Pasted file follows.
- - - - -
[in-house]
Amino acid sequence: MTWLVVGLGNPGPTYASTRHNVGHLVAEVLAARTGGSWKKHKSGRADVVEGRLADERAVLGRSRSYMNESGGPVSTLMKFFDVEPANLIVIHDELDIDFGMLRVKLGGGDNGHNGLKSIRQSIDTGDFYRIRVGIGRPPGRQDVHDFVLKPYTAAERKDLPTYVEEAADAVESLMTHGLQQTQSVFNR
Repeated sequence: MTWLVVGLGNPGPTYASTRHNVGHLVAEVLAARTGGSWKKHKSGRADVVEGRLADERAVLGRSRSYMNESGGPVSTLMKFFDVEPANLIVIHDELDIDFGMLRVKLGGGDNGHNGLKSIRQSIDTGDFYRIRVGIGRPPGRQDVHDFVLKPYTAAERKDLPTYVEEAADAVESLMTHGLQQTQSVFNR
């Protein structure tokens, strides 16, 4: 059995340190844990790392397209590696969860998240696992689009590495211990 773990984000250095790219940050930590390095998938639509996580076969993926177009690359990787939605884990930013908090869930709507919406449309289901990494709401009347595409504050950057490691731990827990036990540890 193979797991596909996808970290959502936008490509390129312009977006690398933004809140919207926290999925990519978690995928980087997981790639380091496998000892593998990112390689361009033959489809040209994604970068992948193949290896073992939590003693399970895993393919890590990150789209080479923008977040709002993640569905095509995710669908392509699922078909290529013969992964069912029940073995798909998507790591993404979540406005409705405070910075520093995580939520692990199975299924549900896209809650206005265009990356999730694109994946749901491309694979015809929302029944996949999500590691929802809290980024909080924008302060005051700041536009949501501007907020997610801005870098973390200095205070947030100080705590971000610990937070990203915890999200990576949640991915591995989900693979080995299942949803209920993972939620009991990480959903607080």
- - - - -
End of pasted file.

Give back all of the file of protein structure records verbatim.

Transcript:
[in-house]
Amino acid sequence: MTWLVVGLGNPGPTYASTRHNVGHLVAEVLAARTGGSWKKHKSGRADVVEGRLADERAVLGRSRSYMNESGGPVSTLMKFFDVEPANLIVIHDELDIDFGMLRVKLGGGDNGHNGLKSIRQSIDTGDFYRIRVGIGRPPGRQDVHDFVLKPYTAAERKDLPTYVEEAADAVESLMTHGLQQTQSVFNR
Repeated sequence: MTWLVVGLGNPGPTYASTRHNVGHLVAEVLAARTGGSWKKHKSGRADVVEGRLADERAVLGRSRSYMNESGGPVSTLMKFFDVEPANLIVIHDELDIDFGMLRVKLGGGDNGHNGLKSIRQSIDTGDFYRIRVGIGRPPGRQDVHDFVLKPYTAAERKDLPTYVEEAADAVESLMTHGLQQTQSVFNR
């Protein structure tokens, strides 16, 4: 059995340190844990790392397209590696969860998240696992689009590495211990 773990984000250095790219940050930590390095998938639509996580076969993926177009690359990787939605884990930013908090869930709507919406449309289901990494709401009347595409504050950057490691731990827990036990540890 193979797991596909996808970290959502936008490509390129312009977006690398933004809140919207926290999925990519978690995928980087997981790639380091496998000892593998990112390689361009033959489809040209994604970068992948193949290896073992939590003693399970895993393919890590990150789209080479923008977040709002993640569905095509995710669908392509699922078909290529013969992964069912029940073995798909998507790591993404979540406005409705405070910075520093995580939520692990199975299924549900896209809650206005265009990356999730694109994946749901491309694979015809929302029944996949999500590691929802809290980024909080924008302060005051700041536009949501501007907020997610801005870098973390200095205070947030100080705590971000610990937070990203915890999200990576949640991915591995989900693979080995299942949803209920993972939620009991990480959903607080």